Welcome to Dan's Poker Dictionary, a lexicographic exploration of the most popular card game on earth (i.e., a big page full of poker words).
As every poker player knows - especially anyone who's tried to tell a poker story to a non-player - the language of poker is a language all its own. It's a rich, seductive, and often confusing shorthand for the complex concepts of a complex game. Learning the language isn't always easy, but it is required if you want to understand the contents of poker magazines and books, messages in poker-related internet newsgroups, table talk in cardrooms, and poker stories. Thus this dictionary.
I originally wrote this dictionary in 1995-1996, and an edited version of it became the glossary for my book, Serious Poker, which first came out in November 2000. The second edition was published by ConJelCo in March 2002. If you'd like to see an earlier version of it, a few snapshots are available on archive.org. If you happen to know of an archive that might have the original 1996 release, please let me know.
Please note that the text of this poker dictionary is original and copyrighted, and that the copyright has been registered in the United States. You are welcome to print out a copy for your own personal use, and/or to make unmodified copies for non-commercial purposes. If you'd like to license it for commercial or some other use, email me and ask.
Why is this a dictionary and not a glossary? I'd be happy to call it either one, but I consider a glossary a reference for the terms used in a larger work, and a dictionary as a work meant to stand on its own (i.e., as a general reference). So I decided to call this a dictionary, although when my book came out it became a glossary as well. One thing it doesn't include that dictionaries often do is pronunciation information. Although some other poker terminology references do, I don't think there's any purpose to it. Virtually none of the words in a poker dictionary are peculiar to poker. They're just regular English words that have poker-specific meanings.
FYI, there are at least four other good references for poker terminology online:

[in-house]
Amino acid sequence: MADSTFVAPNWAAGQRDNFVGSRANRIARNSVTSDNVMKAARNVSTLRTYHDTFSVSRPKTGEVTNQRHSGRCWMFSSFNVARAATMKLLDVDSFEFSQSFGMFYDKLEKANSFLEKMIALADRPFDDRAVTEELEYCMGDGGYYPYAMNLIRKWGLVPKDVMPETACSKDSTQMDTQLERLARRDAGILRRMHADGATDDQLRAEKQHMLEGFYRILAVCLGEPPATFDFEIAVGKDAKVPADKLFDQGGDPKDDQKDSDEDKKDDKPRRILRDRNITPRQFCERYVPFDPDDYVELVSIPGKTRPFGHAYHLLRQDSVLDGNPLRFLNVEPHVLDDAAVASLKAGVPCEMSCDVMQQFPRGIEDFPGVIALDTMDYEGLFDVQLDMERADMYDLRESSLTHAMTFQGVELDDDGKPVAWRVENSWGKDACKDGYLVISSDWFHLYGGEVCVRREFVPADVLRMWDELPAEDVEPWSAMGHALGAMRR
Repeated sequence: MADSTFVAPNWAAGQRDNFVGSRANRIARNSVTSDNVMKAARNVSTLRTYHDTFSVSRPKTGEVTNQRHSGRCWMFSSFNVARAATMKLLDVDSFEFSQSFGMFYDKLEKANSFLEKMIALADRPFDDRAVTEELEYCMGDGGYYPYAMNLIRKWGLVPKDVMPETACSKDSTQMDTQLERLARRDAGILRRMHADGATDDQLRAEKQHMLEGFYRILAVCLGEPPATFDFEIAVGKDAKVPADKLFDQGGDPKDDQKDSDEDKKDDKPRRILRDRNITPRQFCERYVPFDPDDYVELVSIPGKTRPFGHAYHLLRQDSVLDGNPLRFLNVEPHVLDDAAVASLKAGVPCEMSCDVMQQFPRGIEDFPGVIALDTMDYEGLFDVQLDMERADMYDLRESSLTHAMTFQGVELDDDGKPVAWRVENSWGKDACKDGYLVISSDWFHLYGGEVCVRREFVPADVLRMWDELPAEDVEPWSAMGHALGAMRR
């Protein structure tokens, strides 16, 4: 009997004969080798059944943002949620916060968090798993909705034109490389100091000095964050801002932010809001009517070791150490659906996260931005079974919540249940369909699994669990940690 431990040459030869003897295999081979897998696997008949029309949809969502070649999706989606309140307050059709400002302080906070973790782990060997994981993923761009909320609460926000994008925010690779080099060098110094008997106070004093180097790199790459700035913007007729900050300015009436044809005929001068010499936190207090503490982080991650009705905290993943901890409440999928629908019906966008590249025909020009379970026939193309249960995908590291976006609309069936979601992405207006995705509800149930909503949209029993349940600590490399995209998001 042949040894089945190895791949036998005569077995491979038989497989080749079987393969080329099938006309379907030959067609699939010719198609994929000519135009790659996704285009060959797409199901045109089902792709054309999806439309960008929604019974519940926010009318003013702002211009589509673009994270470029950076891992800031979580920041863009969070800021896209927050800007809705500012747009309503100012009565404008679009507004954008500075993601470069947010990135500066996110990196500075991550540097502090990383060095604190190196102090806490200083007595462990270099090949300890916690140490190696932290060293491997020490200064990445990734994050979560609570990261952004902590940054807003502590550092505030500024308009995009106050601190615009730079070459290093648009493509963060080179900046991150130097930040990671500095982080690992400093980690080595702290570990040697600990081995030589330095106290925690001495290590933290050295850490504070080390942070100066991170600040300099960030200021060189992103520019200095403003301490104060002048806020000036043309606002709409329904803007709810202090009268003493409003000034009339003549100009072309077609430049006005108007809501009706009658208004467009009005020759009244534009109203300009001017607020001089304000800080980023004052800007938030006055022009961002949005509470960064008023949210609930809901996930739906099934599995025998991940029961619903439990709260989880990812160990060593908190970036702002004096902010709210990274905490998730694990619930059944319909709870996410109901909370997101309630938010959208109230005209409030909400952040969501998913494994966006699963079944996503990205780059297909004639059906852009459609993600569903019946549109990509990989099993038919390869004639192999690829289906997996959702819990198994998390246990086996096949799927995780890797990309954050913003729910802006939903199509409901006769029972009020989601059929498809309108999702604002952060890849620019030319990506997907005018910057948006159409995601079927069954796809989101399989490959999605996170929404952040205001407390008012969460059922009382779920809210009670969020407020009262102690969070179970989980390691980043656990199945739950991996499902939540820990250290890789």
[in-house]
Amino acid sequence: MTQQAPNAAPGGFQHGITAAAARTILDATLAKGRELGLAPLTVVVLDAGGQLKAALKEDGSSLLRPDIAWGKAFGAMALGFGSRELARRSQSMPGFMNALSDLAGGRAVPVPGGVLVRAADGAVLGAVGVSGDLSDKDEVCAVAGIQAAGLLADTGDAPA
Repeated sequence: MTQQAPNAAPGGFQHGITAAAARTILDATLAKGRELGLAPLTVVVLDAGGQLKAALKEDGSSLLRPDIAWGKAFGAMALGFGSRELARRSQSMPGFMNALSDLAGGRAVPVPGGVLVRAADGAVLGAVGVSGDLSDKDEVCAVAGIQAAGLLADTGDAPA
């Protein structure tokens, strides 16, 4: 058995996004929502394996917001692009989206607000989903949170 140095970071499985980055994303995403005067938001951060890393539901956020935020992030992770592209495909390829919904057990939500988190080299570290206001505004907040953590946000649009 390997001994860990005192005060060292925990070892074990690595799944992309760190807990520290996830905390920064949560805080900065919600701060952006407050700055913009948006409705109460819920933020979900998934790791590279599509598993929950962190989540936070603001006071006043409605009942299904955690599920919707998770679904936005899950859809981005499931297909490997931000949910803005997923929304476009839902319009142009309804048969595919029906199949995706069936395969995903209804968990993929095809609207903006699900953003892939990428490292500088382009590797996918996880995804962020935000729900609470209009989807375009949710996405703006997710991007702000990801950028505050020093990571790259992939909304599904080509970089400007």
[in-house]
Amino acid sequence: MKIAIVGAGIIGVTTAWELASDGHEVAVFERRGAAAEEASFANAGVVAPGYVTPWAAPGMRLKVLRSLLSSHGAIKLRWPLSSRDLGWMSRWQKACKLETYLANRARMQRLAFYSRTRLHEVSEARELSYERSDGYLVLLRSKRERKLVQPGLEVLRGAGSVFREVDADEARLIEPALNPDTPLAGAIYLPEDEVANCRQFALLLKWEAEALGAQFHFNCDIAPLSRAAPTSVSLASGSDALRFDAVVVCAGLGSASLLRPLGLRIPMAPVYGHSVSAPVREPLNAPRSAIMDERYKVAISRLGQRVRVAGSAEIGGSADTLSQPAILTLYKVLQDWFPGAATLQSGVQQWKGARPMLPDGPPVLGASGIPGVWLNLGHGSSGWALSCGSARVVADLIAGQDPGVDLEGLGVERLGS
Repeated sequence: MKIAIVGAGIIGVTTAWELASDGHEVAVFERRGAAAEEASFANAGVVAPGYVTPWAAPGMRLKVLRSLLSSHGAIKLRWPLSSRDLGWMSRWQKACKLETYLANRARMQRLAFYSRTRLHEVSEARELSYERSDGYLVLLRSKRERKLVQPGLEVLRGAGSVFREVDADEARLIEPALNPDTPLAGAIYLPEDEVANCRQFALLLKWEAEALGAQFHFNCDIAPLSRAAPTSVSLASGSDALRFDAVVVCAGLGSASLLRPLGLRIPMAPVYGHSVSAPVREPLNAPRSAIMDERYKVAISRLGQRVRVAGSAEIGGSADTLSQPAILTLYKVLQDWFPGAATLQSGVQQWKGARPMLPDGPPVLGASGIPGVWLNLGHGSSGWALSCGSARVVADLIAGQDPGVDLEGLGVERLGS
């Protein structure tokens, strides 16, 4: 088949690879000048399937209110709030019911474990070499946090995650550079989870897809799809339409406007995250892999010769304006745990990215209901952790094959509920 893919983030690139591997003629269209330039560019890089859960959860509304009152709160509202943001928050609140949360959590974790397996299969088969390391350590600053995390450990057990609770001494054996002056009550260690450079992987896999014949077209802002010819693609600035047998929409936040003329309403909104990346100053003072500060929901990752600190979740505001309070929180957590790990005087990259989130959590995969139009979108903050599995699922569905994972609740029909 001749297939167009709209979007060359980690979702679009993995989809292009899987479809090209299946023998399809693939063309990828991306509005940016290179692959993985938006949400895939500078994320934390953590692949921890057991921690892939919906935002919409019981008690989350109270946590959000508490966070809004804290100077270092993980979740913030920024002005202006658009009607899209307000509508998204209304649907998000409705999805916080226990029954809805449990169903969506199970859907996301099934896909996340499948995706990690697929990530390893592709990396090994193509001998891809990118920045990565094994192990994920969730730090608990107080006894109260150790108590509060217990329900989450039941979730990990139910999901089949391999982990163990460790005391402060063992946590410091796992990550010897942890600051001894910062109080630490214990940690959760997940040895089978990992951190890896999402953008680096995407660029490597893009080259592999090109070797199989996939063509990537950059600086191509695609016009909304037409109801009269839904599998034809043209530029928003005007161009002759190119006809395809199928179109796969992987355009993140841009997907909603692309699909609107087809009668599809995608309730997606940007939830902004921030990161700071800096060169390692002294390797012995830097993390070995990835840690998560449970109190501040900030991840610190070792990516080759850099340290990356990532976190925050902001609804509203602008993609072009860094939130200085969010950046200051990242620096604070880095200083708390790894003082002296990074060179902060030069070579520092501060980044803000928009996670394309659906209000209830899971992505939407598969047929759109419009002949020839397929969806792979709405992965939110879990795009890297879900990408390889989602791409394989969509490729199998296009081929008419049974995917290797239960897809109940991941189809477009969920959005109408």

My goal in writing this dictionary was to be helpful, not necessarily comprehensive. Although it would be nice to have an entry for every word ever used in connection with poker, I've left the thankless task of writing an exhaustive reference to others. Instead, I've tried to avoid including terms that aren't generally in use, even though you might run into them somewhere (for some reason I included pushka, just because I like the word). I like to think that my dictionary has a few advantages you won't find anywhere else. Although it's no longer the only hyperlinked poker dictionary on the web, or the largest, I think it has an informal tone that will be more helpful to players learning the game. Some of the entries are a little more detailed than you'd expect from an actual dictionary (e.g., variance). I've made an effort not to leave anything out that anyone new to poker might wonder about, however basic (call, pot, and it are all in there). Lastly, many of the definitions have examples of usage, a feature I think is helpful, but which is unfortunately omitted from most such references.
Overall, I've made an effort to get things right, and I think I've done that (although I'm always making improvements). However, if you do find particular points of ignorance, naivete, confusion, incompleteness, or datedness, please bring them to my attention. Similarly, if you would like to suggest any additions or other changes, offer feedback or contributions, or comment on my html or writing style, just send me email. Thanks for listening, and enjoy the dictionary!Back to the Poker Dictionary
Who am I to write a poker dictionary?
I took up serious poker in 1994 at the suggestion of a friend. My poker knowledge comes from the newsgroup rec.gambling and now rec.gambling.poker, from a year of hanging out on IRC poker constantly, from a few thousand hours of live play between 2-4 and 15-30 (mostly at the Taj Mahal and in the now-defunct Maryland "firehouse" games, lately also online), from around fifty poker-related books, and from many issues of Card Player magazine (and several other short-lived poker magazines). I'm not a world class player or poker scholar, and I can't lend any unique historical insight into the language of poker. But I can answer the many questions that I've had answered for me since I took up the game.